The River Group could celebrate this week as it has been shortlisted for the PPA Awards in the Specialist Consumer Magazine of the Year category for Healthy for Men and Weight Watchers Magazine. Healthy for Men, which has a circulation of just over 59,000, is sold exclusively in Holland & Barrett and GNC stores nationwide with the mantra "stay fit for life, for less and don't cheat yourself" and delivers a power-pack of relevant, useful and action-inducing content.
Weight Watchers magazine on the other hand is the ninth most read women's monthly magazine, reaching more than 1 million readers every issue.
Congratulations are also due to creative and commercial content agency Cedar Communications, which is celebrating the first anniversary of their Shanghai office with the publication of the fourth edition of the Chinese edition of the Tesco Magazine. This will be followed by the launch of Chinese Tesco Mum of the Year - replicating the success of the UK Mum of the Year competition now in its eight year. Cedar recently announced that it has also opened in South Africa as the company continues to expand following two years of sustained growth, moving towards becoming a global company.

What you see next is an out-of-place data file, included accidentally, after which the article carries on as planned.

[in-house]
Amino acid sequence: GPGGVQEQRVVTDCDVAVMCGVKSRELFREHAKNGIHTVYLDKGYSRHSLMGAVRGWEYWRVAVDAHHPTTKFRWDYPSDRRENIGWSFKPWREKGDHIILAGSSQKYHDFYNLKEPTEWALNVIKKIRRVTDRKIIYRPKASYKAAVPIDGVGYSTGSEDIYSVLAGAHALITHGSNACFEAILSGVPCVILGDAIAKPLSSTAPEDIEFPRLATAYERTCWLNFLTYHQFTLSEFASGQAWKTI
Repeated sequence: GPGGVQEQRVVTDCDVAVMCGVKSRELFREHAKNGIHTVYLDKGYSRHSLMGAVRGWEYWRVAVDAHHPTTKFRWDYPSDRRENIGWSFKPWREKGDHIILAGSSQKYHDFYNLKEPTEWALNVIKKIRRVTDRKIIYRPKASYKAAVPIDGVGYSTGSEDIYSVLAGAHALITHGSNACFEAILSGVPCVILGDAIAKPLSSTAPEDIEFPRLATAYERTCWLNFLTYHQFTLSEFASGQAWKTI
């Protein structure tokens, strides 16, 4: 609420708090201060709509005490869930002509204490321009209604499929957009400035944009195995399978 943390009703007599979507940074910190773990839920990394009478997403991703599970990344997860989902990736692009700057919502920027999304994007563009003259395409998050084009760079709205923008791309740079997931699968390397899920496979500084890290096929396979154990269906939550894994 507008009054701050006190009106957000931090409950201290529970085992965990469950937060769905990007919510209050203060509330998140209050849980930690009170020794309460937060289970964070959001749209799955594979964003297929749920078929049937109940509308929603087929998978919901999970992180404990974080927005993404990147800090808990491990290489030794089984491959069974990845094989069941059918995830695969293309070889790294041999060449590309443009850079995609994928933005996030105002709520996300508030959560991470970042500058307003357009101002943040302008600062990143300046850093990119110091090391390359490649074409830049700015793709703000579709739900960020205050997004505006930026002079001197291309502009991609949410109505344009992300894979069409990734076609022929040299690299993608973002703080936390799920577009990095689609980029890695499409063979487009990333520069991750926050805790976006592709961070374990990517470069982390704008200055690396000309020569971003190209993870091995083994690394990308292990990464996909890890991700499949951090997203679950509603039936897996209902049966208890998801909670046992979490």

Seven's Sean King has discussed the upside to the downturn at WAN-IFRA Digital Media Europe 2012. King, CEO of award-winning multi-platform content agency Seven, spoke at the WAN-IFRA Digital Media Europe 2012 this week, highlighting how the pressures on budgets means big business for publishers as brands look for innovative and cost-effective ways to reach and engage customers.
Speaking at the event, King said: "We are starting to see a lot of clients taking money from media budgets into building owned media. Content is moving from a cost, generated by third parties, into an investment, generated in house, instead of renting media you invest in your own channels."